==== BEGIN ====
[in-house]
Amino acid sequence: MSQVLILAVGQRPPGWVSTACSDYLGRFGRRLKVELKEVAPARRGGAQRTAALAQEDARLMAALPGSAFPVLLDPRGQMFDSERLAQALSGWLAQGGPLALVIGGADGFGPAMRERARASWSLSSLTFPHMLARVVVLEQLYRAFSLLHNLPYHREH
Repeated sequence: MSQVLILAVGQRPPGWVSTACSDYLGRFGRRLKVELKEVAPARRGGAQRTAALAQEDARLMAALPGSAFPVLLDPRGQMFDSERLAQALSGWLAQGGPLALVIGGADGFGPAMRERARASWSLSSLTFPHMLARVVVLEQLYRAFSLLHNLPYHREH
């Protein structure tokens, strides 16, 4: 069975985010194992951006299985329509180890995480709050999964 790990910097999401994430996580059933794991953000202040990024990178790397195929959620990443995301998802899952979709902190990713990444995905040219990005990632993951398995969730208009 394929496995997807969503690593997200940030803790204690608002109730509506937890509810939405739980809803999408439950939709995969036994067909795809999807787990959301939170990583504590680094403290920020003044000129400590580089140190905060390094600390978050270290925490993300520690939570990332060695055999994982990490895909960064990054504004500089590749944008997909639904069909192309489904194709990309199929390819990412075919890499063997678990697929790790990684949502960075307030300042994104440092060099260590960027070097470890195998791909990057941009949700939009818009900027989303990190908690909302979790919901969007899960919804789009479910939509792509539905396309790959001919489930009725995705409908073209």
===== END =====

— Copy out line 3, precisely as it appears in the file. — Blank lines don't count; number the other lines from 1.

Repeated sequence: MSQVLILAVGQRPPGWVSTACSDYLGRFGRRLKVELKEVAPARRGGAQRTAALAQEDARLMAALPGSAFPVLLDPRGQMFDSERLAQALSGWLAQGGPLALVIGGADGFGPAMRERARASWSLSSLTFPHMLARVVVLEQLYRAFSLLHNLPYHREH